Relaunching Dantai

In conjunction with the closing of the First Malaysia Union Mission Pathfinder Camporee, the relaunching of Kem Istirehat Dantai, or Dantai Adventist Retreat Camp, took place on the morning of April 11. Presiding over the Relaunching Ceremony, Sabah Mission president Pr. Ferdinand Sawanai revealed the new name, Dantai Elpizo Beach Adventure Camp (DEBAC). Further, he shared that in the past years, Dantai had been a place where many camporees and retreats took place. However, when the pandemic hit, it was left unkept, like many other properties. He also expressed his plans to make DEBAC a place for church camps, youth programs, and a beach retreat place.

A total of 10 individuals representing MAUM, Sarawak Mission, Peninsular Malaysia Mission, Sabah Mission, and DEBAC committee members participated in a tree-planting event marking the relaunching of the campground. The symbolic act of tree planting was significantly chosen because of its biblical connotation.  The tree represents an individual among God’s people. The planting implies the purpose. John 6:44 teaches that we do not come to God of our own accord. He calls each person and directs their life. May DEBAC raise workers to hasten the completion of the gospel.

History of DEBAC

Dantai Adventist Retreat Camp has a special place in the hearts of many Malaysian youths who grew up in the 90s and early 2000s. Located in the interior, Dantai was a beautiful place of adventure for local church groups. Back then, getting into Dantai was a whole adventure of its own. Reminiscing on the camporees held at Dantai in the past, I started collecting some historical information. As I interviewed the Sabah Mission president and other senior pastors, they directed me to Pr. Daniel Bagah, one of the influential pastors who was part of the team, that initiated the use of the land as a campground.

The 19.2-acre property at Kg Lok Nunuk was bought for RM7k from the village chief in 1976. The flat area was mostly swampy and heavily forested. Dantai was made up of a swamp and hills covered with big trees. There was nibong (thorny palm tree) and poisonous latex-dripping trees. Since there was no road access, one had to either track on foot or travel by boat to Dantai. It was a jungle with wild boars, wild fowls, and mouse deers in abundance.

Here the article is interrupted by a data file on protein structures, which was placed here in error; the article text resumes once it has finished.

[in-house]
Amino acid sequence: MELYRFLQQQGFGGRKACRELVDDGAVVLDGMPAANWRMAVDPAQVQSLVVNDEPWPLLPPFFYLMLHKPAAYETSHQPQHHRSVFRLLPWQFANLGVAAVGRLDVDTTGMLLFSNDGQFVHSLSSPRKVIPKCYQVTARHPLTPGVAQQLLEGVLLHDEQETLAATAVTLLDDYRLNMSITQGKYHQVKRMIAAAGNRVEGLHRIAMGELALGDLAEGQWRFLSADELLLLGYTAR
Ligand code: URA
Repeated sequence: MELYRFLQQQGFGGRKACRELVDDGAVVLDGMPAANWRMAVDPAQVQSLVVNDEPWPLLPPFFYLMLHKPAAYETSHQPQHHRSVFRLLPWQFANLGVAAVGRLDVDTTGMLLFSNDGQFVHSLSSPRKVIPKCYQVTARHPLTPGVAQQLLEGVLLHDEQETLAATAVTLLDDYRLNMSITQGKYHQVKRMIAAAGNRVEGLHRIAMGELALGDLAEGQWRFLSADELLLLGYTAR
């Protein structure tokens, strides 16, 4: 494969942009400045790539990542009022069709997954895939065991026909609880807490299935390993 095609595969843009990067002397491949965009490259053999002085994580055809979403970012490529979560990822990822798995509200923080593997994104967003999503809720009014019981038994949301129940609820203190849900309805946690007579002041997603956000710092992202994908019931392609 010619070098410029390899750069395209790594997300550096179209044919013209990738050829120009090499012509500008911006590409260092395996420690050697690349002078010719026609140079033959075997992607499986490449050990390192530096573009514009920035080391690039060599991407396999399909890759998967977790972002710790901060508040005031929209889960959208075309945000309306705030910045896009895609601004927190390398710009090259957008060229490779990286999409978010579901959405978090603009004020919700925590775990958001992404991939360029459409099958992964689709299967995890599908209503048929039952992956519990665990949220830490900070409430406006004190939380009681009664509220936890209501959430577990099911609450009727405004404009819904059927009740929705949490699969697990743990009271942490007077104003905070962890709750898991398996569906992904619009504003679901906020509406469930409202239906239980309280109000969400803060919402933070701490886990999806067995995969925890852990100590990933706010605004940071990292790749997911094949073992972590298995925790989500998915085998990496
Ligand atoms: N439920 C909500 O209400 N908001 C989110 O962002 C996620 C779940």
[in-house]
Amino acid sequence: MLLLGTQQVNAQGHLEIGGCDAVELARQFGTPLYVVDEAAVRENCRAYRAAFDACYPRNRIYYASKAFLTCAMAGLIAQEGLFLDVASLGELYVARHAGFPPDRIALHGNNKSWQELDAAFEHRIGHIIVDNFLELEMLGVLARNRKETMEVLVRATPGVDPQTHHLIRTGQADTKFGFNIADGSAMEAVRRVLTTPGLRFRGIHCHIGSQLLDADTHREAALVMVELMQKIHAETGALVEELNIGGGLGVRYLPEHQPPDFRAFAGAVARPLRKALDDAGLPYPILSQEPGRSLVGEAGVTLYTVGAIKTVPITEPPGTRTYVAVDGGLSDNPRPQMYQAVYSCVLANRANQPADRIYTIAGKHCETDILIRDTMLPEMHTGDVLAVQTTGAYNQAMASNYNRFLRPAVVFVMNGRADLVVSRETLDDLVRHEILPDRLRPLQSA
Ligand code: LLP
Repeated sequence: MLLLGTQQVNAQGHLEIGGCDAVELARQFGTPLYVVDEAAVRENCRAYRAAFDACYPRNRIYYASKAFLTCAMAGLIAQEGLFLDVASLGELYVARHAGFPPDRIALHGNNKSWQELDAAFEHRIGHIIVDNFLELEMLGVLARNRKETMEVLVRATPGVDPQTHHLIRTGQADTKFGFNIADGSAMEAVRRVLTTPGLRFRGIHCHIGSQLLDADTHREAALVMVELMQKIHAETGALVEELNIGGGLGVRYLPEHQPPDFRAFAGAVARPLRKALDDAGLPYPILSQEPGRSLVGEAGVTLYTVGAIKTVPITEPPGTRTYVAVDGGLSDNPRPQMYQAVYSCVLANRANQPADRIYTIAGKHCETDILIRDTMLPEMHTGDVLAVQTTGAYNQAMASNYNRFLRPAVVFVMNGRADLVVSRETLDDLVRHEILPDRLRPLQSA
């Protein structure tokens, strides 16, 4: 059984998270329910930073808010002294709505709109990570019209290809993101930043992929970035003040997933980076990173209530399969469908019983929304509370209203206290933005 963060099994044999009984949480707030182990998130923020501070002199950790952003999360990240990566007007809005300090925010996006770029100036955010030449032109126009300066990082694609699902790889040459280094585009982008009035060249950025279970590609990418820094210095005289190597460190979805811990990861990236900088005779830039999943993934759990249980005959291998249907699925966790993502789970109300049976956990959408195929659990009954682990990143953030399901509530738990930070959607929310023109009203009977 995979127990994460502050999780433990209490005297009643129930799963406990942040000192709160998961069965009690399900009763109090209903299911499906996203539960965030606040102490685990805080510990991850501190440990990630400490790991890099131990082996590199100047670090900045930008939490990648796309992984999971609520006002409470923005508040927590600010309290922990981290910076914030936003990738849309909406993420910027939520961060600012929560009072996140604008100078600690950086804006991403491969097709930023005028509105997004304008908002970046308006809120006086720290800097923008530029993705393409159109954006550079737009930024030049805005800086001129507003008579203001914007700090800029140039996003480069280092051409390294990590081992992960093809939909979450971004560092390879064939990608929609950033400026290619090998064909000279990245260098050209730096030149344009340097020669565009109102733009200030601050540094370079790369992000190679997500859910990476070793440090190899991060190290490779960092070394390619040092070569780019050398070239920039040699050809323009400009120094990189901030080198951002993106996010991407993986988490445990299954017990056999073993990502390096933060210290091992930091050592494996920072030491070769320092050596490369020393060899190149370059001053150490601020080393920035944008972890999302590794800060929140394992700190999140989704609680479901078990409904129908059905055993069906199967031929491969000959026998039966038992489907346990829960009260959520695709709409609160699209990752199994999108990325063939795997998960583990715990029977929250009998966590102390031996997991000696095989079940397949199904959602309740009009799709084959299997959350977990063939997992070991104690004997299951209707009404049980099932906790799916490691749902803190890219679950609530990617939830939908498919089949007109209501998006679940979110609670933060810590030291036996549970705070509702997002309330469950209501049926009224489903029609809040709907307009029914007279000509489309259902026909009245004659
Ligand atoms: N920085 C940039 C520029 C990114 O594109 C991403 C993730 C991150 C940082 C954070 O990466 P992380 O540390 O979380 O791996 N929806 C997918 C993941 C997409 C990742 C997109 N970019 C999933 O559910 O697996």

The late Pr. James Earl Thurmon, the SAB president (1977-81), was instrumental in the early developments. He loved water skiing and the beach and even bought three large boats exclusively for DANTAI. According to Pr. Daniel, a Kota Belud local, ‘DANTAI’ originates from the Malay word “pantai.” However, Pr. Thurmon pronounced ‘pantai’ as ‘DANTAI,’ and his pronunciation stuck until today. The locals call the campsite “LOK NUNUK” or “KENUNUK.” “Lok” means ‘bay’ or ‘teluk.’ ‘Nunuk’ is the local name of a large tree (fig tree). Dantai used to have plenty of them. The local Bajaus believe that evil spirits make their homes on these trees. No locals dared to venture there because of the fears of evil spirits dwelling in the large banyan trees.

Water was supplied from a spring up in the hills. There were two wells dug in the foothills. Sometime in 1988/89, Japanese students came to construct more wells under an ADRA program led by the late Mr James Lai. ADRA also started a road project of RM12k from Batu Sisip to Dantai and the Bajau village of Lok Nunuk. An Adventist contractor, Mr Lee Pau Lai from Kota Marudu, undertook the contract.

From the beginning, Dantai was meant for youth camps, Sabah Mission workers’ retreats, and other outdoor church activities. The plenty of pine trees along the beach were where a makeshift open hall and a camp kitchen were first set up. In 1979, a Workers’ Retreat for pastors and teachers was held at Dantai. It was probably the first big event held at Dantai, according to Pr. Daniel. later that year, he attended a youth camp there. In 1989, during his term as Youth Director, Sabah Mission organised a youth camp where the campers came to campgrounds by the newly constructed dirt road.

The thick jungle was slowly conquered by Pathfinders and youth from all over Sabah as they slowly hacked their way into the grounds to set up camps further in. By 1991, Dr. Charles Gaban, the Sabah Mission President, and Pr. Daniel Bagah, the youth director, initiated building a youth hall and toilet/bathroom facility. That same year, Sabah Mission hosted a SAUM Pathfinder Camporee, which was graced by the attendance of the World Youth/Pathfinder Director, the late Elder Malcolm Allen.

Today, Dantai Elpizo Beach Adventure Camp (DEBAC) has grown into a 27-acre campsite after the Mission purchased another 8 acres of forest above the original 19.2 acres. With the larger grounds, the Sabah Mission hopes to develop DEBAC into a place where members and others can retreat from the hustle and bustle of the city while continuing to serve as a campground for Pathfinder activities.

Reported by Hazel Ginajil, Communication Department

24, April 2024, Wednesday.